Quoting KylersMom8-16-7:

My doctor is awesome but gives bad information on feeding. He is a trained MEDICAL doctor NOT a nutritionist:-) Most doctors are good for everything but feeding advice, especially regarding breastfed babies.



The newest AAP feeding guidelines were just put out earlier this year but they are based on years of studies.




Quoting mandapanda82:

Well I'm saying the mother should know too when her baby's ready And the dr. Not every dr. Of course is trustworthy and know everything but come on, there are some really good doctors out there






Quoting IrishIz:

They need a new ped?   Seriously?   If  they have peds recommending 6 months for solids they have a good ped.  If your ped is recommending solids prior to 6 months you are the one in need of a new ped.  The major health organizations, WHO and AAP, each recommend solid food at 6 months or later.  

Quoting mandapanda82:

I think you ladies need new pedis!











Quoting cabrandy03:

Kylersmom is 100% correct.  Dr's recieve little or no training in infant feeding, so they do NOT know best when it comes to things like this.  It's our job as parents to do research on our own so that we're well enough informed to know when our pediatricians give us bad information.

Quoting mandapanda82:

..... Uhhh okkaay














Quoting KylersMom8-16-7:

Actually pediatricians know very little about infant nutrition. They get about an hour of education on nutrition in all the YEARS of schooling they receive.

A well educated pediatrician will tell you no solids until 6 months, skip infant cereal, and do table foods not purees but honestly good luck finding one that doesn't want you to shovel liquidfied cardboard down babies throat at 4 months or sooner.

Infant cereal lacks real nutrition, its FORTIFIED with vitamins. This actually prevents iron absorption from breastmilk.

Your baby nurses frequently because breastmilk is so perfect the body can break it down is 90 minutes or less. Babies also go through growth spurts, these can happen ANY time. Babies also nurse for comfort. Your baby need nothing but breastmilk until 12 months(sometimes longer.)

From Kellymom:

Some toddlers are eating very few solids, or even no solids, at 12 months. This is not unusual and really depends on your child – there is quite a big variation. We like to see breastmilk making up the majority (around 75%) of baby’s diet at 12 months. Some babies will be taking more solids by 12 months, but others will still be exclusively or almost-exclusively breastfed at this point. It is normal for baby to keep breastmilk as the primary part of his diet up until 18 months or even longer. An example of a nice gradual increase in solids would be 25% solids at 12 months, 50% solids at 18 months, and 80% solids at 24 months.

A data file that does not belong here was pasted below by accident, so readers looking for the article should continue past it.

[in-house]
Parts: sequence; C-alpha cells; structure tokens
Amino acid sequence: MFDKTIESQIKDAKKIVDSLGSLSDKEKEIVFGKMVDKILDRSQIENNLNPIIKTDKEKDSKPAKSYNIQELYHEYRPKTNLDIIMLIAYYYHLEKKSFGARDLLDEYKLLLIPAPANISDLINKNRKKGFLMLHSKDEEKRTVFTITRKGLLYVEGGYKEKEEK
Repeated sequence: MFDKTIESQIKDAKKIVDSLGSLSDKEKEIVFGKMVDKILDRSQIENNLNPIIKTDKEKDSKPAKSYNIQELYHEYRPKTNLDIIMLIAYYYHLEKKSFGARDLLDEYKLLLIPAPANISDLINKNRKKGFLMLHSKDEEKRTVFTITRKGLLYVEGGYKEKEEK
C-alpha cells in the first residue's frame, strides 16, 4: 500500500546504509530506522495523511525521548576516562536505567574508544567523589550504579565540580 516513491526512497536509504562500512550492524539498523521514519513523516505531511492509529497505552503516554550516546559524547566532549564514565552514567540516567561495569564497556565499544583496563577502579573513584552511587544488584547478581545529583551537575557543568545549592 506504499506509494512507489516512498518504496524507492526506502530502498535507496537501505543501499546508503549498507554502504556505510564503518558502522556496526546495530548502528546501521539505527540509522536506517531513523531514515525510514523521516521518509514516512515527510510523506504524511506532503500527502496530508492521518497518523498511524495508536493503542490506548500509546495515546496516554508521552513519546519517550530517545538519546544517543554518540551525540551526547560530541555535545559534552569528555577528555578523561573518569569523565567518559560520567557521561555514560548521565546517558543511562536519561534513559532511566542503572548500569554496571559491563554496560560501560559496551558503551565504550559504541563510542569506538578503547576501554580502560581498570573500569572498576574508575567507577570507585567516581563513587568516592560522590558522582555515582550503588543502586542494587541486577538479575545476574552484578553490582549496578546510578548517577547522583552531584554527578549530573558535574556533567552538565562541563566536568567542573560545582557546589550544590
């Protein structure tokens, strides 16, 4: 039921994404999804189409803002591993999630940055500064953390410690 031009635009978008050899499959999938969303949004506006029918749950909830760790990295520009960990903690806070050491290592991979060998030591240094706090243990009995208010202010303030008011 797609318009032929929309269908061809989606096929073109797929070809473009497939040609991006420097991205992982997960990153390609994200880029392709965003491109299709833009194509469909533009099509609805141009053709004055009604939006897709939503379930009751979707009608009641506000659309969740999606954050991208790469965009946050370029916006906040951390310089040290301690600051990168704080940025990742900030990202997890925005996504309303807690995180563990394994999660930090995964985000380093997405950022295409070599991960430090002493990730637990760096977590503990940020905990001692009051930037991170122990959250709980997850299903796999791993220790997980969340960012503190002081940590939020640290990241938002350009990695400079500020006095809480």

Some children take a little longer to begin taking solids well. Some of them have food sensitivities and this may be their body’s way of protecting them until their digestive system can handle more. Others are late teethers or have a lot of difficulty with teething pain. At this point there is NOTHING that your milk lacks that your child needs, with the possible exception of enough iron. As long as his iron levels are within acceptable levels and when he does eat you are offering him foods naturally rich in iron, then you have plenty of time before you need to worry about the amount of solids he’s getting.







Quoting mandapanda82:

My dd is 4 months tomorrow I was wondering the same thing- she doesn't really seem to interested but am just wondering when to start. With dd1 I started at. 6months w purées. I'm planning on making my own this time. But ya like another poster said, you will get a ton of mixed responses... Talk to your pedi and you they know best:) GL





















Posted on the NEW CafeMom Mobile
KylersMom8-16-7
by Gold Member on Dec. 29, 2012 at 10:30 PM
True but we want what's best for our children

What about what you can't see? Baby may seem ready but their body might not be. That's why it's better to wait.

Solids aren't needed until after 12 months. My youngest son didn't eat solids until 13 months and he's still mostly breastfed at 15.5 months old. My oldest two were force fed solids at 4 months because I didn't dare question what my pediatrician told me and I didn't even think to research, now I know better.

Quoting mandapanda82:

I really think people put waaay to much into this- women for thousands of years have been feeding their babies without the guidance of the AAP, or any other studies. They used their instinct. Mothers instinct goes a long way. It's simple- if your baby seems ready and is physically able to do so-/ and has interest// feed the baby!! That's all it comes down to- and if it doesn't work-- guess what? You stop!!